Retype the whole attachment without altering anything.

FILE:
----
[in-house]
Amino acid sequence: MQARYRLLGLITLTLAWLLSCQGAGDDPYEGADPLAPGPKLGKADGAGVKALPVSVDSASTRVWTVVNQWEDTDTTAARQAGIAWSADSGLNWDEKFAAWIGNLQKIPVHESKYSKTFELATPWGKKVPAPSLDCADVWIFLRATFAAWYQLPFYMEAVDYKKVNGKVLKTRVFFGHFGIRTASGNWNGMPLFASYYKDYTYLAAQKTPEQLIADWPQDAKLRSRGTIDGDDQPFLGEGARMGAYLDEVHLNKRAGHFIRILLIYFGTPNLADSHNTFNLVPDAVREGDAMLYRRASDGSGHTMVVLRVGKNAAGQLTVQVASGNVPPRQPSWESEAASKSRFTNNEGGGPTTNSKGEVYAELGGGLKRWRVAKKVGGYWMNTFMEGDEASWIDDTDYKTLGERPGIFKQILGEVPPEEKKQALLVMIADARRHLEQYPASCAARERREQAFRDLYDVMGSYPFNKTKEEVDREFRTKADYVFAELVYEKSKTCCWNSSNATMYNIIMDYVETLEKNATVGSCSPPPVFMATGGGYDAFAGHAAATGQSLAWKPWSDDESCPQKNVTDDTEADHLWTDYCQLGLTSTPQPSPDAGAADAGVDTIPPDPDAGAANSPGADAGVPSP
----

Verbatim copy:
[in-house]
Amino acid sequence: MQARYRLLGLITLTLAWLLSCQGAGDDPYEGADPLAPGPKLGKADGAGVKALPVSVDSASTRVWTVVNQWEDTDTTAARQAGIAWSADSGLNWDEKFAAWIGNLQKIPVHESKYSKTFELATPWGKKVPAPSLDCADVWIFLRATFAAWYQLPFYMEAVDYKKVNGKVLKTRVFFGHFGIRTASGNWNGMPLFASYYKDYTYLAAQKTPEQLIADWPQDAKLRSRGTIDGDDQPFLGEGARMGAYLDEVHLNKRAGHFIRILLIYFGTPNLADSHNTFNLVPDAVREGDAMLYRRASDGSGHTMVVLRVGKNAAGQLTVQVASGNVPPRQPSWESEAASKSRFTNNEGGGPTTNSKGEVYAELGGGLKRWRVAKKVGGYWMNTFMEGDEASWIDDTDYKTLGERPGIFKQILGEVPPEEKKQALLVMIADARRHLEQYPASCAARERREQAFRDLYDVMGSYPFNKTKEEVDREFRTKADYVFAELVYEKSKTCCWNSSNATMYNIIMDYVETLEKNATVGSCSPPPVFMATGGGYDAFAGHAAATGQSLAWKPWSDDESCPQKNVTDDTEADHLWTDYCQLGLTSTPQPSPDAGAADAGVDTIPPDPDAGAANSPGADAGVPSP